I noticed Gerburg's painting when a new hang put it near the counter. "Girl with Green Box" is an image of a young woman with long hair and almond eyes wearing a party dress. She is contemplating a green box sitting in her lap. The dark colors and downcast eyes of the woman give the work a somber feel that made me want to explore the mystery of the story told in in the picture.
I looked forward to seeing the painting every day, and one day, it must have been Christmastime, it was wrapped up with a note from Gerburg as a gift to me. I'm still touched by the gift of something I find so beautiful.
Over the course of a few years, I purchased a few of Gerburg's pieces when they went on sale or at charity auction. I especially enjoyed hearing my friends debate why they loved or didn't like her work.
A few years ago, I married again and Gerburg's art didn't fit our new decor, so I gave most of my paintings to my children. I ended up exchanging images of beautiful, interesting women for the real thing. "Girl with Green Box" is now living in Fort Worth.
-- Jerry Whipkey
I am the fortunate owner of four portraits by Gerburg Garmann. Each of them is striking and often elicits remarks by visitors to my home. Each of them depicts a strong and thoughtful woman, a theme too rarely found in art. Gerburg Garmann’s work is expressive, bold and beautifully rendered.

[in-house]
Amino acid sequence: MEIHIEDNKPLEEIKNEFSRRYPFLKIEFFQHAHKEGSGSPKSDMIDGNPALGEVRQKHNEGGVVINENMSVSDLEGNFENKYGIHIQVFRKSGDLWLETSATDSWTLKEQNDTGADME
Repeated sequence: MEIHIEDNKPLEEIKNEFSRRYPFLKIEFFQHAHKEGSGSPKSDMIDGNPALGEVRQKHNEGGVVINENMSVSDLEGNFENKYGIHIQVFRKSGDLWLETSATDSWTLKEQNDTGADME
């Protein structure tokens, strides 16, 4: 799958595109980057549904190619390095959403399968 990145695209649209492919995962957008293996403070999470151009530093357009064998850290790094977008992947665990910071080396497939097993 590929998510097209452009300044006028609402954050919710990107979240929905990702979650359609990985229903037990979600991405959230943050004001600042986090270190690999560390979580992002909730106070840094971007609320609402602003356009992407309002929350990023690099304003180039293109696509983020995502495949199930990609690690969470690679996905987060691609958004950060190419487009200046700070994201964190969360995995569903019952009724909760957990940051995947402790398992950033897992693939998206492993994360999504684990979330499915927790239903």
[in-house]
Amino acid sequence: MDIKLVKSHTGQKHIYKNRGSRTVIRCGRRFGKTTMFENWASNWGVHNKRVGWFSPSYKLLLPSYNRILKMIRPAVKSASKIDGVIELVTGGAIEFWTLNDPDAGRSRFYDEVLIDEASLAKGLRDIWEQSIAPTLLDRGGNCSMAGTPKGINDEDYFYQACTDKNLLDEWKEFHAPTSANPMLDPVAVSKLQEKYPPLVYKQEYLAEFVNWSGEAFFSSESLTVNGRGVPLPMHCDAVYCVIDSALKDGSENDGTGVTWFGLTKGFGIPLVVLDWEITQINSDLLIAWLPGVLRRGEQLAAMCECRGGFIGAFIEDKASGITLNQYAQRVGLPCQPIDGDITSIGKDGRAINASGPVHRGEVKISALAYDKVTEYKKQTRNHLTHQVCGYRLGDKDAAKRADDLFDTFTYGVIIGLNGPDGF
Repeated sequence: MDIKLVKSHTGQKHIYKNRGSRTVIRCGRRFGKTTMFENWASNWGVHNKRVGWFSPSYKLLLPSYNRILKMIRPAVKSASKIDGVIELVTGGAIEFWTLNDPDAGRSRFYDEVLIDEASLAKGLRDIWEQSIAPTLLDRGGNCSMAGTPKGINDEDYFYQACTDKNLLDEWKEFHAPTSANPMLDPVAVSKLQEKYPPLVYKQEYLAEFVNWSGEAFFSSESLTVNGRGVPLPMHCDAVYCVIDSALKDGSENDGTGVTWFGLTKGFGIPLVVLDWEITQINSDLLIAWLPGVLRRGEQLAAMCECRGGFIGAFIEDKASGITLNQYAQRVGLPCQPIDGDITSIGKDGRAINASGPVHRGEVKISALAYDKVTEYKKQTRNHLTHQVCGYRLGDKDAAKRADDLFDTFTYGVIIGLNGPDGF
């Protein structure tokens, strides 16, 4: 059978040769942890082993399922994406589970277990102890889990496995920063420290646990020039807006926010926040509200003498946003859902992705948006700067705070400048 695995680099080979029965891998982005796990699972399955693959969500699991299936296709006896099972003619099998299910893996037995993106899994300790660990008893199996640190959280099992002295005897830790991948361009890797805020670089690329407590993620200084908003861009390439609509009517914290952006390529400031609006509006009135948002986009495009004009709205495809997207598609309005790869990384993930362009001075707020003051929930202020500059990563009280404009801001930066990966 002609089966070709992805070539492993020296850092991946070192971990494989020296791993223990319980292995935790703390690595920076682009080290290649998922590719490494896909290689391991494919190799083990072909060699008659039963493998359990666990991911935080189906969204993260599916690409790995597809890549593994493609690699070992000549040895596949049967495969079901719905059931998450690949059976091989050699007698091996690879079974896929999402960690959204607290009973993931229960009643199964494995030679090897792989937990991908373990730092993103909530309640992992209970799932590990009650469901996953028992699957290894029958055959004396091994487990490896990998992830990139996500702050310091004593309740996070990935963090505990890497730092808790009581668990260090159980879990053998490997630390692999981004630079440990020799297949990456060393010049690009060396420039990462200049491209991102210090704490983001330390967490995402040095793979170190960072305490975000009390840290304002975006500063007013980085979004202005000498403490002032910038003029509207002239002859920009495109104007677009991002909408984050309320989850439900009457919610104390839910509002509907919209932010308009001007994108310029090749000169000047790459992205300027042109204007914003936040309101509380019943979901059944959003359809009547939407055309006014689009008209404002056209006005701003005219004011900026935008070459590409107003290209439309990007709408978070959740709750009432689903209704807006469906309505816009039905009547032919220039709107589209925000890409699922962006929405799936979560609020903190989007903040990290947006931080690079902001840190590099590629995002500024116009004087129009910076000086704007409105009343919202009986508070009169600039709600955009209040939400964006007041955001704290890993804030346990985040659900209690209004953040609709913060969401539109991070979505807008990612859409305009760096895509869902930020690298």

“Montmartre” 17 x 21, purchased at Athens Art Gallery in 2012. This work by Gerburg Garmann features a woman’s face, the eyes obscured by a tilted red hat. It is enticing. Wherever it is hung in a room, the portrait demands attention. The vibrant reds, blacks and warm browns of the painting are inviting and throbbing. These features drew me to the work.
“Dreaming Happily” 22 x 24, purchased directly from Gerburg Garmann in 2017. This portrait is airy and spring-like. The long, light brown hair of the woman depicted in the painting seems to blow gently in the wind. Flowers cascade behind her. Her expression is one of happiness and anticipation, it mixes joy with thoughtfulness. With Gerburg Garmann’s permission, I used a print of this portrait in cards to announce that a wonderful and intelligent young woman had joined my law practice. It provided a joyful and thoughtful way to announce the good news.